Magical ABA TECHSHOW 2015 Countdown

My second year at ABA TECHSHOW was magical. I was no longer a deer in the headlights, unable to absorb the massive amounts of content and activities going on around me. I made a pact with myself to indulge in every aspect of the event and suck the marrow, as it were. Here are 12 things I learned, thought, and took away:

12 Presentations

I went to 12 presentations in a range of tracks. I perused a smattering of presentations in the iPad track to try and get the skinny, even though I am an Android phone and PC lady thus far. I figure I could expand my horizons. I like both cats and dogs after all, why not Mac and PC? I went to one purple track—”Cleaning Up a Data Leak—Yes it Can Happen to You!”—which I interpreted as probably Advanced or for-your-IT-person, but actually found it understandable and fascinating.

11 Business Cards

I networked my tail off, collecting 11 business cards from new contacts. Now the follow-through with calling these people is the true challenge. My networking rule of thumb is three events in a month, three business cards exchanged at each event, and at least three follow-ups afterwards. I somewhat cruelly prioritize the most important first, and count myself successful if I make it through half my stack after an event like this. At TECHSHOW this year I suggested to many that they may call me, too, so it is less labor intensive.

10 Minutes

At a Meet the Author session, I spent 10 minutes trying to follow the brilliant Stephanie Kimbro, and her research into online client engagement. People who want legal services don’t use search terms like “law” or “legal” or “my rights.” Instead, they most commonly type “help,” and they are more likely feeling shame instead of righteous indignation. Kimbro went on to discuss the Proteus Effect, and hypothesized that law firms could engage clients better online with gamification.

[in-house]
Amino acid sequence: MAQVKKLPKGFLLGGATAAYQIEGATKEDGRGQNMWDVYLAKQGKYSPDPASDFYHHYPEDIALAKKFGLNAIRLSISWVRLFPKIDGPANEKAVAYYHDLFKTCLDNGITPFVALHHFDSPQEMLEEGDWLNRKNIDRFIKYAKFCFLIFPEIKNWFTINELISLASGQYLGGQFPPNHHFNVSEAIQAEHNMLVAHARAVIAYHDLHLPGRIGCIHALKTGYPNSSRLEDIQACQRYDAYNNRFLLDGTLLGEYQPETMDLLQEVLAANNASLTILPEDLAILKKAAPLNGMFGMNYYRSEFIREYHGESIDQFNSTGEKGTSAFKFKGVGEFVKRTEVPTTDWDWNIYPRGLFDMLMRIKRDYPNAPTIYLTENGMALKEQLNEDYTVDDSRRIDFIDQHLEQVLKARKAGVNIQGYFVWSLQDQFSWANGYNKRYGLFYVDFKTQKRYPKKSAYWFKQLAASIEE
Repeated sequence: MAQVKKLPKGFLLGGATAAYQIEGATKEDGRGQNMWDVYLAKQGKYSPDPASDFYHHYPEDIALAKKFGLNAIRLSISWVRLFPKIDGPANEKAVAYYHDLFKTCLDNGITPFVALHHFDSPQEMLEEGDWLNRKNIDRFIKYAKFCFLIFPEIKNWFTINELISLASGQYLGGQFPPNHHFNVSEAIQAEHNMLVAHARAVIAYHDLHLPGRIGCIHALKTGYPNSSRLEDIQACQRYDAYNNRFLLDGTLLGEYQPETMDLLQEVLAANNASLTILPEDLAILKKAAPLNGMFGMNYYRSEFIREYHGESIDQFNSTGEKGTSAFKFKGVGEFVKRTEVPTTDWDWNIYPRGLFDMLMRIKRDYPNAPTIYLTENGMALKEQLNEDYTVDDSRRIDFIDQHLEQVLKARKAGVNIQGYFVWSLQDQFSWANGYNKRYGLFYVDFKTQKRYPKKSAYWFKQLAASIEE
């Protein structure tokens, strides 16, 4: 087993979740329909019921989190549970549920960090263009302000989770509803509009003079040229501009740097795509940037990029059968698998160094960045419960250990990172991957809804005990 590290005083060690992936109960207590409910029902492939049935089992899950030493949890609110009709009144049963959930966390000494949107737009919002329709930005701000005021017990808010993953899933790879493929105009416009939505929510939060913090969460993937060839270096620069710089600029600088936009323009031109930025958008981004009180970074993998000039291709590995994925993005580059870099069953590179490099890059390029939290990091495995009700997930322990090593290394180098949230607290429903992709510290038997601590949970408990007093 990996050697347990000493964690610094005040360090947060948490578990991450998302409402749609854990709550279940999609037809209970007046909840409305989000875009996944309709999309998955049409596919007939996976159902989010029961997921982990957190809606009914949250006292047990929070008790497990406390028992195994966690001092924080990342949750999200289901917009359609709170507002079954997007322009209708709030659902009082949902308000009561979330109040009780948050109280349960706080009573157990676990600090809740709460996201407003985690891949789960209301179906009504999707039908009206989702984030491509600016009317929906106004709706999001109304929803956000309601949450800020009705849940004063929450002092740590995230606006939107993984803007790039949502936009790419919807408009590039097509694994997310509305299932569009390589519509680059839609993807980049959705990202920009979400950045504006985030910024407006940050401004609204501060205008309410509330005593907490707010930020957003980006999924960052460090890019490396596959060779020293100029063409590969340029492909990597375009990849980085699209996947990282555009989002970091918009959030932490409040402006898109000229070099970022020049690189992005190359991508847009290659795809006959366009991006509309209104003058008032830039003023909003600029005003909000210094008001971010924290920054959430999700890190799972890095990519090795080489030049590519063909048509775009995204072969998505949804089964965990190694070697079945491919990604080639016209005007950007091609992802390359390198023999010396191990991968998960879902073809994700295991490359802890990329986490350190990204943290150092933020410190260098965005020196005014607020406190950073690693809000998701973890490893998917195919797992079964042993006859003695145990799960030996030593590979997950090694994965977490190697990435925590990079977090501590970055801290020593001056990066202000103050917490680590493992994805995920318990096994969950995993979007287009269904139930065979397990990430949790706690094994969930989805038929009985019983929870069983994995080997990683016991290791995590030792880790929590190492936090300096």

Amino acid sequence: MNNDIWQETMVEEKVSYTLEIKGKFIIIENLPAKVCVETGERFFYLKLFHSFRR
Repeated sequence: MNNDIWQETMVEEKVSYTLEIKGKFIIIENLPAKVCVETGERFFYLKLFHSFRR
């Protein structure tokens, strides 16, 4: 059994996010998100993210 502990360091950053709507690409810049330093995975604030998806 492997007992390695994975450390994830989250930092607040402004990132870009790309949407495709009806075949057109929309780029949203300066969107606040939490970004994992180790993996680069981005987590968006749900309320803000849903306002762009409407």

9 Times I Used Gamification

I spent the following days using the word “gamification” in random contexts 9 times to sound smarter. I actually cannot eradicate this idea from my mind; I now feel played every time I spot gamification being used on me, from TurboTax (widget central) to Expedia (“3 tickets left!”). I am duly overwhelmed.

8 Key Considerations When Choosing Software for Your Firm

In “Keeping Your Sanity—Why Practice Management Software Matters More than Ever” (read: is essential), we identified 8 key considerations when choosing the software for your firm. They include:

  1. Scalability (for growth)
  2. Practice areas
  3. Level of knowledge and tolerance on staff
  4. New staff cross-firm skills acquisition (what the new hires use and can teach)
  5. Sync capabilities with current systems
  6. Mobility and remote access needs
  7. Knowledge management vs. matter management preferences
  8. Sales and marketing needs

The only thing I would add is what feels and looks nice, both because that matters to me and because folks spend a lot of time looking at their practice management software.

7 Products to Take Home

I found 7 products on the vendor floor that I would like to put in my pocket and take home. They are, in no particular order:

  1. Office 365 (sleek and synchy)
  2. LawPay (protects the Lawyer Trust Account)
  3. Ruby Receptionist (CEOs of Happiness)
  4. Chrometa (spyware that reports the user, to capture more time)
  5. Citrix ShareFile (sending secure large files easily)
  6. Wordrake (trims the fat in your writing)
  7. Worldox (the new interface is more intuitive)

Unrelated sidebar: it was interesting to see Clio and MyCase go head-to-head across the aisle from one another.

6 Cool Swag Items

Saw 6 cool swag items. My favorite were the complimentary head shots offered at the MyCase booth. If this is ever an option at a conference you go to, get one, because lawyers need nice head shots for their websites and social media. I wanted a caricature from Thompson Reuters, but I was too late. Next year. Also cool were Westlaw’s miniature adapters (including car and computer ports),  Clio’s phone cleaning pad that sticks to the back of your phone, some tiny office supply kits, and SECURITY t-shirts. (If you know who had the office supply kits or the t-shirts, comment below so we can give credit where it’s due!)

5-Part Equation for Success